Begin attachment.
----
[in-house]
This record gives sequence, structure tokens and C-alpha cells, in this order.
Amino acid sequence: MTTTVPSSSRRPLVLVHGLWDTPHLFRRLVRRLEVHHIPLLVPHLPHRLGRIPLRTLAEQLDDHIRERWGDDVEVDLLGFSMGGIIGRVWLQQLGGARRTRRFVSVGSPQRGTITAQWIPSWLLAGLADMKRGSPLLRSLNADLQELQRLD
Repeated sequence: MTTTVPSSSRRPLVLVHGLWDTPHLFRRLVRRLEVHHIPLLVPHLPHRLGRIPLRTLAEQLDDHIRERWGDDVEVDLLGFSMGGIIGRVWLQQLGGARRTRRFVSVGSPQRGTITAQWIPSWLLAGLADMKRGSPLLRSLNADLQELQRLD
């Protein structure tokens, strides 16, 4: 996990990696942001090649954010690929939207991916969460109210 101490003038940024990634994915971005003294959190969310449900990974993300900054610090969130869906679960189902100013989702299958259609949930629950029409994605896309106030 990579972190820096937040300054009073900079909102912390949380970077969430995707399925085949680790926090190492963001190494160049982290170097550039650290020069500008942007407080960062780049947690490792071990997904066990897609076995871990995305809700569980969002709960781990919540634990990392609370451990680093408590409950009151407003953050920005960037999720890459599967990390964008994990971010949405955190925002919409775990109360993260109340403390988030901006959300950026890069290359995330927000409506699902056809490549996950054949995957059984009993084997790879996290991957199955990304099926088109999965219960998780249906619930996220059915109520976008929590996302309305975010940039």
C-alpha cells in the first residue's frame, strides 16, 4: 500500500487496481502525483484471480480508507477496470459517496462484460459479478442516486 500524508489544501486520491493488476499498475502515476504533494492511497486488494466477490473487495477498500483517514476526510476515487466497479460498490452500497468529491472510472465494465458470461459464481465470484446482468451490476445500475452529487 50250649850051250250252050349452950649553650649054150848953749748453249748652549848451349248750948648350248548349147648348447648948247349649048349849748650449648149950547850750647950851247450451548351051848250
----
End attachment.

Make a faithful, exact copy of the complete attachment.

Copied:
[in-house]
This record gives sequence, structure tokens and C-alpha cells, in this order.
Amino acid sequence: MTTTVPSSSRRPLVLVHGLWDTPHLFRRLVRRLEVHHIPLLVPHLPHRLGRIPLRTLAEQLDDHIRERWGDDVEVDLLGFSMGGIIGRVWLQQLGGARRTRRFVSVGSPQRGTITAQWIPSWLLAGLADMKRGSPLLRSLNADLQELQRLD
Repeated sequence: MTTTVPSSSRRPLVLVHGLWDTPHLFRRLVRRLEVHHIPLLVPHLPHRLGRIPLRTLAEQLDDHIRERWGDDVEVDLLGFSMGGIIGRVWLQQLGGARRTRRFVSVGSPQRGTITAQWIPSWLLAGLADMKRGSPLLRSLNADLQELQRLD
């Protein structure tokens, strides 16, 4: 996990990696942001090649954010690929939207991916969460109210 101490003038940024990634994915971005003294959190969310449900990974993300900054610090969130869906679960189902100013989702299958259609949930629950029409994605896309106030 990579972190820096937040300054009073900079909102912390949380970077969430995707399925085949680790926090190492963001190494160049982290170097550039650290020069500008942007407080960062780049947690490792071990997904066990897609076995871990995305809700569980969002709960781990919540634990990392609370451990680093408590409950009151407003953050920005960037999720890459599967990390964008994990971010949405955190925002919409775990109360993260109340403390988030901006959300950026890069290359995330927000409506699902056809490549996950054949995957059984009993084997790879996290991957199955990304099926088109999965219960998780249906619930996220059915109520976008929590996302309305975010940039």
C-alpha cells in the first residue's frame, strides 16, 4: 500500500487496481502525483484471480480508507477496470459517496462484460459479478442516486 500524508489544501486520491493488476499498475502515476504533494492511497486488494466477490473487495477498500483517514476526510476515487466497479460498490452500497468529491472510472465494465458470461459464481465470484446482468451490476445500475452529487 50250649850051250250252050349452950649553650649054150848953749748453249748652549848451349248750948648350248548349147648348447648948247349649048349849748650449648149950547850750647950851247450451548351051848250